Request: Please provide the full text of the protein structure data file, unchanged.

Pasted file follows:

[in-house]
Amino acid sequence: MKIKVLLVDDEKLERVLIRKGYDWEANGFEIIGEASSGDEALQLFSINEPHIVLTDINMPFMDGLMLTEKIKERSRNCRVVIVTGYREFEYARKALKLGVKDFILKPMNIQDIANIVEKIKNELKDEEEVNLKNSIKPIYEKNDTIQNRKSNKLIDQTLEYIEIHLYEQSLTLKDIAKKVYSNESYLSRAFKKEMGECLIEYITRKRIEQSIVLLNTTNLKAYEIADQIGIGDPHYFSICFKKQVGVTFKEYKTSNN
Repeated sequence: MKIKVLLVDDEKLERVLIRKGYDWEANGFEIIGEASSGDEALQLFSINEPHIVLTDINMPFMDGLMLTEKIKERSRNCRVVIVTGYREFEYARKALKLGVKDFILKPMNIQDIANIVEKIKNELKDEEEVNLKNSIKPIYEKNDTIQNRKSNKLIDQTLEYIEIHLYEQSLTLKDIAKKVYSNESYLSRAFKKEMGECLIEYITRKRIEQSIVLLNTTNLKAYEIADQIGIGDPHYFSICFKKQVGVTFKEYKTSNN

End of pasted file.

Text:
[in-house]
Amino acid sequence: MKIKVLLVDDEKLERVLIRKGYDWEANGFEIIGEASSGDEALQLFSINEPHIVLTDINMPFMDGLMLTEKIKERSRNCRVVIVTGYREFEYARKALKLGVKDFILKPMNIQDIANIVEKIKNELKDEEEVNLKNSIKPIYEKNDTIQNRKSNKLIDQTLEYIEIHLYEQSLTLKDIAKKVYSNESYLSRAFKKEMGECLIEYITRKRIEQSIVLLNTTNLKAYEIADQIGIGDPHYFSICFKKQVGVTFKEYKTSNN
Repeated sequence: MKIKVLLVDDEKLERVLIRKGYDWEANGFEIIGEASSGDEALQLFSINEPHIVLTDINMPFMDGLMLTEKIKERSRNCRVVIVTGYREFEYARKALKLGVKDFILKPMNIQDIANIVEKIKNELKDEEEVNLKNSIKPIYEKNDTIQNRKSNKLIDQTLEYIEIHLYEQSLTLKDIAKKVYSNESYLSRAFKKEMGECLIEYITRKRIEQSIVLLNTTNLKAYEIADQIGIGDPHYFSICFKKQVGVTFKEYKTSNN